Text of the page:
(NewsNation) — President Joe Biden and Democrats are increasingly honing in on inflation, since it’s one of the top concerns for voters.
In an exclusive NewsNation interview and during an appearance in Syracuse, Biden made claims about the economy, unemployment and energy. NewsNation’s Tom Dempsey followed up on those statements Friday to check their accuracy.
Economy and inflation
Claim: Incomes outpaced inflation last quarter.
Finding: True. According to the Bureau of Economic Analysis, disposable personal incomes increased by 6% in Q3 this year and saw a similar increase the quarter before. During the same time, inflation went up just under 5%, down from 8.5% the previous quarter.
Claim: The economy grew at a 2.6% rate last quarter.
Finding: True. Real GDP can be a good source to measure economic growth. According to the Bureau of Economic Analysis, that went up 2.6% in the third quarter this year. The increase could be attributed to bumps in exports and consumer spending, while being partly offset by a decrease in housing investment.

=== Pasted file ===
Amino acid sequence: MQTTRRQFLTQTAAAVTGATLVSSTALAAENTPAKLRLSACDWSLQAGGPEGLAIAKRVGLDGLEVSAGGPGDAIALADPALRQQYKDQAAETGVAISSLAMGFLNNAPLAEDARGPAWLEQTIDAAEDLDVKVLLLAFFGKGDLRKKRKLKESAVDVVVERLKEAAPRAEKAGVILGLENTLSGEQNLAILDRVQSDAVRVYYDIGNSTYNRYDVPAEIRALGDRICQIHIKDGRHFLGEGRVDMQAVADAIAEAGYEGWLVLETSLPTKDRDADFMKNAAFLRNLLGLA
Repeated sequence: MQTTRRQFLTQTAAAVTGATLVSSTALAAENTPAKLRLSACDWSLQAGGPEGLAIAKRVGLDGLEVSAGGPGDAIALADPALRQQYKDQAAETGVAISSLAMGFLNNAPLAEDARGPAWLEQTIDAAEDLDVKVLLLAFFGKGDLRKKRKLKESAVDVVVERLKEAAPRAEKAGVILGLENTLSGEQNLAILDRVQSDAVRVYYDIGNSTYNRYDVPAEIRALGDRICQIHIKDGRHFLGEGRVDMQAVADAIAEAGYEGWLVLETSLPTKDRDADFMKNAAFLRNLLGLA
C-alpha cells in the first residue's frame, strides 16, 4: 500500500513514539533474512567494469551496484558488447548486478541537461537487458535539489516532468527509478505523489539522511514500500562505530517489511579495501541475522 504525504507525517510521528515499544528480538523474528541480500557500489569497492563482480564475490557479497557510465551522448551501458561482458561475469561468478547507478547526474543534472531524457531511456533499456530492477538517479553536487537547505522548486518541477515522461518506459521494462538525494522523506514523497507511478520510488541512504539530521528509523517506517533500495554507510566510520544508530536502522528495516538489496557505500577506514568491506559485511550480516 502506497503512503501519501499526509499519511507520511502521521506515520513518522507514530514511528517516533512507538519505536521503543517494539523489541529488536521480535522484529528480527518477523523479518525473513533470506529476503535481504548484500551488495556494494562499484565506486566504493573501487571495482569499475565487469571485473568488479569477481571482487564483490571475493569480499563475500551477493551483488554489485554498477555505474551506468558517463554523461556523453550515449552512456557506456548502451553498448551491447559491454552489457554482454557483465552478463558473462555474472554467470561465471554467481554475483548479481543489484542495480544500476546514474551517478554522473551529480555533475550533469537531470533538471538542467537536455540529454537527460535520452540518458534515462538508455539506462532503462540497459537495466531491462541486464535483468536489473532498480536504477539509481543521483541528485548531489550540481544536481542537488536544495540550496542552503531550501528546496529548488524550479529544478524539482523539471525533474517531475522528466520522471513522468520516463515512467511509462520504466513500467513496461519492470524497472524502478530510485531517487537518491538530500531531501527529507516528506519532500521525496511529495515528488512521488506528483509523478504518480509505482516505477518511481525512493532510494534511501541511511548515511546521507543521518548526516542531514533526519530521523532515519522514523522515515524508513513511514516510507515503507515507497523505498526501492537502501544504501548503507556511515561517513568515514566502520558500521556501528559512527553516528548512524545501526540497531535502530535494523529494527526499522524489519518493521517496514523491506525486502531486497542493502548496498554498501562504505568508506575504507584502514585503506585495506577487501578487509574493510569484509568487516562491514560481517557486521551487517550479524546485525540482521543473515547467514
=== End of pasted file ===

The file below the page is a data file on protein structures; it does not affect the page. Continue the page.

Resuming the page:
Unemployment and wages
Claim: The U.S. lost 180,000 manufacturing jobs under Trump and Biden added 700,000 —the fastest rate in 40 years.
Finding: Somewhat true. According to the Bureau of Labor Statistics, the country lost 182,000 manufacturing jobs under Trump. It’s important to note that many of those got lost during the pandemic when the economy shut down. Under Biden, the country did add slightly under 700,000 manufacturing jobs, including over a quarter million this year alone.
Claim: Unemployment is almost half of what it was from when Biden was inaugurated.
Finding: True. Unemployment was 6.4% when Biden took office last year. Now, it’s at 3.5% — the lowest mark in 50 years. Under Trump, unemployment hit 3.5% three different times.
Energy and gas
Claim: Gas prices are falling because of action Biden has taken.
Finding: Somewhat false. Gas prices are primarily driven by supply and demand. The releases from the strategic oil reserve help, but demand has also gone down at the same time. The president can point to the releases he has ordered, but bigger factors also come into play.
Claim: Republicans want to cut Social Security and Medicare and would shut down the government to do so.
Finding: Mostly false. Sen. Rick Scott and Sen. Ron Johnson have brought up cutting entitlement programs, but party leadership has in no way committed to these ideas yet. Sen. Mitch McConnell has even come out against Scott’s plan, while House Minority Leader Kevin McCarthy has said he could be willing to shut down the government during debt ceiling negotiations, but he will not commit to cutting entitlement programs.